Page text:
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#ReviewRundown: July 2017

Our verdict on some of the freshest indie releases from across the country, featuring Tangents, Aswekeepsearching, Joshish and more

Rolling Stone India Jul 17, 2017
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Tangents – Motion/Emotion


Bengaluru and djent ”“ not as unlikely a combo as you think considering the current crop of modern progressive rock and metal bands coming to the front in the city, including Despite Earth and fusion-benders Pineapple Express. Three-piece metallers Tangents ”“ aided by producer Yogeendra Hariprasad and guest vocalists ”“ have clearly got the edge for now: a sublime, crushing debut album called Motion/Emotion, that offers up spiralling rhythmic patterns (“Ira,” “Solus”), wavy basslines (“Surface”) that shine alongside ambient passages. Even though there’s some tired familiarity that recalls the likes of UK djent masters TesseracT, Motion/Emotion is worth a listen. Anurag Tagat

Aswekeepsearching ”“ Zia


On an upward trajectory, becoming the go-to post-rock band in the country is one thing, but Ahmedabad/Pune/Mumbai-bred quartet Aswekeepsearching have evolved into so much more ”“ a crowd-puller, craftsmen of an experience that only a few other bands have spent many years to deliver. On their third album Zia, that sonic experience grows from cinematic, stargazing rock to vocal hook-induced (“Uns,” “Reminiscence”), prog-leaning (“And Then Came Spring”), fusion-nodding (“Sleep Awake,” “Sometime Somewhere”) post-rock. Their best addition, though, is that of Mumbai violinist-producer Ajay Jayanthi, who’s taking songs like the emotionally-charged “There You Are” and the stirring seven-minute “Kalga” to a new level. AT

Altar of Betelgeuze ”“ Among the Ruins


Finnish doom/death metal band Altar of Betelgeuze’s second album Among the Ruins ”“ released by Transcending Obscurity ”“ is a vortex of hypnotizing riffs. Some that last just five minutes (less by doom and stoner rock/metal standards, anyway) and others trudge on for seven to 10 minutes, never wavering from a concrete, chunky groove. While “The Offering” is menacing, there’s the atmospheric “Sledge of Stones,” made to boot with a searing solo to close. Vocalist-guitarist Olli Suurmunne is so sublime that when bassist and co-vocalist Matias Nastolin takes over, the growls aren’t something you’d immediately like. Barring that, tune in for a slow, sludgy riff-fest like doom is meant to be. AT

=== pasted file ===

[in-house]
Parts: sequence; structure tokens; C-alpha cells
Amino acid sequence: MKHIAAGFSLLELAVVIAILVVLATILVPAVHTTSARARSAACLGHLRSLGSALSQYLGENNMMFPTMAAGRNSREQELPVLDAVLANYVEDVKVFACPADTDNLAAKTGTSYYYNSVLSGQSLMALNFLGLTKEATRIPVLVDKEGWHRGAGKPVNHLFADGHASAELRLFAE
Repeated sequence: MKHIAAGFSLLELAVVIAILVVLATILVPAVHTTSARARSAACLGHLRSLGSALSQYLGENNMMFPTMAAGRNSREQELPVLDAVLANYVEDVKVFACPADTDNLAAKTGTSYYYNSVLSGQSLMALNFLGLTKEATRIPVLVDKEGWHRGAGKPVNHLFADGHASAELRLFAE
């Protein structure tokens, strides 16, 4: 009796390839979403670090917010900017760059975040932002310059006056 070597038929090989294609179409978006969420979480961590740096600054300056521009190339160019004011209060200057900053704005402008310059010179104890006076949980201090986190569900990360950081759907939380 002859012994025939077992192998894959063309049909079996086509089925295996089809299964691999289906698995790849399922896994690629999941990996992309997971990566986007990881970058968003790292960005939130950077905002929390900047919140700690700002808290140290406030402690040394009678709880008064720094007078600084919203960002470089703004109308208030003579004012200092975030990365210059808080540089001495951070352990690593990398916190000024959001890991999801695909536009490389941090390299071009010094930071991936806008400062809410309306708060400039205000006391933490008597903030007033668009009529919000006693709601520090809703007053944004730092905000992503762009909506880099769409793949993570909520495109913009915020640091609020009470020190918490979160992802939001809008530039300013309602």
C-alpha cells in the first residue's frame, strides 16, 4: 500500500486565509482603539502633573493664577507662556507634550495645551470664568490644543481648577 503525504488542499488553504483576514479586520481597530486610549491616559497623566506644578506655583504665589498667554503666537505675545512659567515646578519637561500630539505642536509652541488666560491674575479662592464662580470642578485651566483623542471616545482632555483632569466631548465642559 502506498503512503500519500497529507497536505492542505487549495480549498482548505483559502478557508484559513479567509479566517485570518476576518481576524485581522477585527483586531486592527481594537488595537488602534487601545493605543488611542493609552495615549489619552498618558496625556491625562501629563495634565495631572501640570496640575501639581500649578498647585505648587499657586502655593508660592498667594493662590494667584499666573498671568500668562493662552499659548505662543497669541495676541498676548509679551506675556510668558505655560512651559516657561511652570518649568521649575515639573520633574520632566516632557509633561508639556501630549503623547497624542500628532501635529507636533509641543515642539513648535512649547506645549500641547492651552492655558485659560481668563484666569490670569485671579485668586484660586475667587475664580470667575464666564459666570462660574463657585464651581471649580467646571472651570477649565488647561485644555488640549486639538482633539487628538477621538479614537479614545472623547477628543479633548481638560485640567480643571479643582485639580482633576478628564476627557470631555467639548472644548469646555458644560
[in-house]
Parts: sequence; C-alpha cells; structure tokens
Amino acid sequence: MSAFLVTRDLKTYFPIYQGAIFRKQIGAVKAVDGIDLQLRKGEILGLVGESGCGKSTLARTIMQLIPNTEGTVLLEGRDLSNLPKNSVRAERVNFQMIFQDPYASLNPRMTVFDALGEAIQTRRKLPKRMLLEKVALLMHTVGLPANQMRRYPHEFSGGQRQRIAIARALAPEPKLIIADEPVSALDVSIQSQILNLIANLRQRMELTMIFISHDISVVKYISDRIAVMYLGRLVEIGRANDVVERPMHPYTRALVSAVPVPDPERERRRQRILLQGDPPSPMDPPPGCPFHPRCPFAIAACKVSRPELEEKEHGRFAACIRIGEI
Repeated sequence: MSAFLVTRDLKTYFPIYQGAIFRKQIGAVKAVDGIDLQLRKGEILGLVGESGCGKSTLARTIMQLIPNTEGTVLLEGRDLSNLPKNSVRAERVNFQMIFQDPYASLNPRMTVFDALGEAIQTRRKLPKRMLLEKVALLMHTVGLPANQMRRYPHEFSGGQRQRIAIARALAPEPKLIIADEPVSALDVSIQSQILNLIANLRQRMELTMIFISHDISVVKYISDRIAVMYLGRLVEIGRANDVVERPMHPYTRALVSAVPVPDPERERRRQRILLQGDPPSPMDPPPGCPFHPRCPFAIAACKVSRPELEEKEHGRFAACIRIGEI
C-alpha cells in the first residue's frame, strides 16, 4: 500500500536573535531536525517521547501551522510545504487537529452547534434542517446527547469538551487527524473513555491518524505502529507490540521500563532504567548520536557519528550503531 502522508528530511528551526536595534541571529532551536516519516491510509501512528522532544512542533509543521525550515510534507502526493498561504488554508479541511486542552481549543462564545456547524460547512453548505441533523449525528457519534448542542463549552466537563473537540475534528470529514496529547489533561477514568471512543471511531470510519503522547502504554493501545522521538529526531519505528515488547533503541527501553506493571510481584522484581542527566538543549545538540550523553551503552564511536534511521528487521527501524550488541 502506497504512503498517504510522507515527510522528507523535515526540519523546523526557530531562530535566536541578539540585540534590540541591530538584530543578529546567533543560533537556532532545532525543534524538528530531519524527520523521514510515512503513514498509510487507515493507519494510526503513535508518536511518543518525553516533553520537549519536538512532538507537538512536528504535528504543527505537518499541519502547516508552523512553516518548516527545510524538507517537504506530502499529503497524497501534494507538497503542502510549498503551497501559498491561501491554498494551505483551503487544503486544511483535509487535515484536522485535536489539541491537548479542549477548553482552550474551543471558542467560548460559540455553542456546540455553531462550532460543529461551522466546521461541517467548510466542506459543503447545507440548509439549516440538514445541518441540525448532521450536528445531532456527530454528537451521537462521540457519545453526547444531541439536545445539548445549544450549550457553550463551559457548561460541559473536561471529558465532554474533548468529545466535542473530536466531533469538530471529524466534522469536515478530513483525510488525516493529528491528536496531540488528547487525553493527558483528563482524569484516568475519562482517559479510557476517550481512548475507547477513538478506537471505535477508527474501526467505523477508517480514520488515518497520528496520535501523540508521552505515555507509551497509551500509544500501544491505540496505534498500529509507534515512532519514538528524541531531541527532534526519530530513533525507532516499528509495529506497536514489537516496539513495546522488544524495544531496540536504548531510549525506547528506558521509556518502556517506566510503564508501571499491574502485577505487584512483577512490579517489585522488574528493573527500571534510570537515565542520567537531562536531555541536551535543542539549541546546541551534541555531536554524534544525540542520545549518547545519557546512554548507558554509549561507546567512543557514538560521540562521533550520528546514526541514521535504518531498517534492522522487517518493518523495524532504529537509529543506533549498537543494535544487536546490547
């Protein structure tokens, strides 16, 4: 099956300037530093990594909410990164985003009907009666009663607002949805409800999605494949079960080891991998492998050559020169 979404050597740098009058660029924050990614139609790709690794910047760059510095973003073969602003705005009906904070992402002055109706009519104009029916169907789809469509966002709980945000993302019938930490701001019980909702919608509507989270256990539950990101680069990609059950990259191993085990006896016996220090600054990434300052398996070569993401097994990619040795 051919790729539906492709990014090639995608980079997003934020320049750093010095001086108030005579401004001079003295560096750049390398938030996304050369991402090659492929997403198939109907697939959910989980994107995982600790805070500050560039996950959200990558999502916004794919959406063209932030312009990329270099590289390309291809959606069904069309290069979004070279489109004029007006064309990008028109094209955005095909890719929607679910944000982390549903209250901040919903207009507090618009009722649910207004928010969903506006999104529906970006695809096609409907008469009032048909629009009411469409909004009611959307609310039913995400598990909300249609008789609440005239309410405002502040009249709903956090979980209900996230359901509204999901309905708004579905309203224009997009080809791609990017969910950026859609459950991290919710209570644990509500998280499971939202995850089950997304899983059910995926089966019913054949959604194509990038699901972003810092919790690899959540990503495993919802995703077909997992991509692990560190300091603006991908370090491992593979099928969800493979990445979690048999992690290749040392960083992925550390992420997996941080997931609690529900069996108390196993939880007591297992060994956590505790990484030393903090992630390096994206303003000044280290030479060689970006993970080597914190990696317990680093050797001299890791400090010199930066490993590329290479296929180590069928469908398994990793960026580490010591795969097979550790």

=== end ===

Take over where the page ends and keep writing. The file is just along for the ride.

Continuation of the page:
Chaos – All Against All


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What’s a good way to make your songs resonate as quickly as possible? In the literal sense, Thiruvananthapuram-bred thrash metallers Chaos know the way nearly down to a science on their second full-length album All Against All. It’s fast, piercing, nonstop riffs and snare drum-abuse that just wants to bash eardrums. The 10-track album occasionally cascades into grooves that’ll mobilize plenty of mosh pits, but otherwise remains a soundtrack to damnation ”“ from the title track to the pummelling “Death To The Elite.” Drummer Manu Krishnan and guitarist Nikhil N.R. sound like they’re playing a game of bet-you-can’t-match-this on “Patrons of Pain,” although they each take turns hogging the limelight on the blistering “Portrait In Blood.” AT